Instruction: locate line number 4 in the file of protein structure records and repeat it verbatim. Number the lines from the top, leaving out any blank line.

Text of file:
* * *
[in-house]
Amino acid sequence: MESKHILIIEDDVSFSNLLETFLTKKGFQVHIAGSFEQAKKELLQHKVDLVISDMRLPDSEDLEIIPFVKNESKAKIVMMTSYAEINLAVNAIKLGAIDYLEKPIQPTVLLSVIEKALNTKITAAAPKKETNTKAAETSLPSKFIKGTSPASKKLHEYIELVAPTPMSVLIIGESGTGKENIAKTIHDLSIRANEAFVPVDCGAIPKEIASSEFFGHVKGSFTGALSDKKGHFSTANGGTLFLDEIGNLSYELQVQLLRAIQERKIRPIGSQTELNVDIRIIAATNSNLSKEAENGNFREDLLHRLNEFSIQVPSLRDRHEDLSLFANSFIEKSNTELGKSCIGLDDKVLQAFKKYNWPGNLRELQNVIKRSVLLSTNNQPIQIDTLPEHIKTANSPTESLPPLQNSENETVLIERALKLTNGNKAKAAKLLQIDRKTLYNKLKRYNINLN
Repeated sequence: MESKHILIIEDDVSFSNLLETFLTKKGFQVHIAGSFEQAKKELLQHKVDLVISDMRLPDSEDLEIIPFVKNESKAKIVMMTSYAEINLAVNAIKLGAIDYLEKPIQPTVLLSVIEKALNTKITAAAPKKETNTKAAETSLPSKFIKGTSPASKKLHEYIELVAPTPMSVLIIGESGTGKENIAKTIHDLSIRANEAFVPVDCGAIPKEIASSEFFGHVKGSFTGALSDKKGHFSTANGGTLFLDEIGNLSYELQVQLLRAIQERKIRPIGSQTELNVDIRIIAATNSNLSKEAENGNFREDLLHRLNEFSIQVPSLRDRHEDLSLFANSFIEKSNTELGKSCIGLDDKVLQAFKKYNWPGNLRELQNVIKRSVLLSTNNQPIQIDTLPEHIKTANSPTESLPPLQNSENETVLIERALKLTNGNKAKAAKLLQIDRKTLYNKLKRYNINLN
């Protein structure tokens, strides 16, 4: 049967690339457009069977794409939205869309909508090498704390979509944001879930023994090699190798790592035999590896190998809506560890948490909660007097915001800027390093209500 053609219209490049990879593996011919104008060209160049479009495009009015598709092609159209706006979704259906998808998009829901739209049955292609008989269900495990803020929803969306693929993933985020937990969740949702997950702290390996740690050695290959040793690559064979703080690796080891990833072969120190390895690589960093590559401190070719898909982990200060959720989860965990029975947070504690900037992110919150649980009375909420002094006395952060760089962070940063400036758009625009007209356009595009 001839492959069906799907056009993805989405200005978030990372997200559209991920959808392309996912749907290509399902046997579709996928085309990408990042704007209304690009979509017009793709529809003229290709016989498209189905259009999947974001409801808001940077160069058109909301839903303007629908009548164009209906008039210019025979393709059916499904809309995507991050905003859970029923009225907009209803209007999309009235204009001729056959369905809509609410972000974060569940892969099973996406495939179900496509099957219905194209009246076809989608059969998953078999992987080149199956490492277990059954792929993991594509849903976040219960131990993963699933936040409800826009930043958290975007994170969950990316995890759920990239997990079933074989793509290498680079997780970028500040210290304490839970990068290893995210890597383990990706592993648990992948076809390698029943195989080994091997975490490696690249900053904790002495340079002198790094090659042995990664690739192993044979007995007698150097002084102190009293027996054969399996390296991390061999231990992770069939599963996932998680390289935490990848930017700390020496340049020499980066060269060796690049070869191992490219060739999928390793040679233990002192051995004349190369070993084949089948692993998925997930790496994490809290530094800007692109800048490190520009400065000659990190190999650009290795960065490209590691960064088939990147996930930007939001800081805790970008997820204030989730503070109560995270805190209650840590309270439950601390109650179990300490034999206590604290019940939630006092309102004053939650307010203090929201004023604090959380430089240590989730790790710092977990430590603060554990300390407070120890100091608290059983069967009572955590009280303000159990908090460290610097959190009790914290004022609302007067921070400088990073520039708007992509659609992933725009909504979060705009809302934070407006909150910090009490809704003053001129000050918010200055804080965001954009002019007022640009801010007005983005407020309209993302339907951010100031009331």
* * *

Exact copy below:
């Protein structure tokens, strides 16, 4: 049967690339457009069977794409939205869309909508090498704390979509944001879930023994090699190798790592035999590896190998809506560890948490909660007097915001800027390093209500 053609219209490049990879593996011919104008060209160049479009495009009015598709092609159209706006979704259906998808998009829901739209049955292609008989269900495990803020929803969306693929993933985020937990969740949702997950702290390996740690050695290959040793690559064979703080690796080891990833072969120190390895690589960093590559401190070719898909982990200060959720989860965990029975947070504690900037992110919150649980009375909420002094006395952060760089962070940063400036758009625009007209356009595009 001839492959069906799907056009993805989405200005978030990372997200559209991920959808392309996912749907290509399902046997579709996928085309990408990042704007209304690009979509017009793709529809003229290709016989498209189905259009999947974001409801808001940077160069058109909301839903303007629908009548164009209906008039210019025979393709059916499904809309995507991050905003859970029923009225907009209803209007999309009235204009001729056959369905809509609410972000974060569940892969099973996406495939179900496509099957219905194209009246076809989608059969998953078999992987080149199956490492277990059954792929993991594509849903976040219960131990993963699933936040409800826009930043958290975007994170969950990316995890759920990239997990079933074989793509290498680079997780970028500040210290304490839970990068290893995210890597383990990706592993648990992948076809390698029943195989080994091997975490490696690249900053904790002495340079002198790094090659042995990664690739192993044979007995007698150097002084102190009293027996054969399996390296991390061999231990992770069939599963996932998680390289935490990848930017700390020496340049020499980066060269060796690049070869191992490219060739999928390793040679233990002192051995004349190369070993084949089948692993998925997930790496994490809290530094800007692109800048490190520009400065000659990190190999650009290795960065490209590691960064088939990147996930930007939001800081805790970008997820204030989730503070109560995270805190209650840590309270439950601390109650179990300490034999206590604290019940939630006092309102004053939650307010203090929201004023604090959380430089240590989730790790710092977990430590603060554990300390407070120890100091608290059983069967009572955590009280303000159990908090460290610097959190009790914290004022609302007067921070400088990073520039708007992509659609992933725009909504979060705009809302934070407006909150910090009490809704003053001129000050918010200055804080965001954009002019007022640009801010007005983005407020309209993302339907951010100031009331």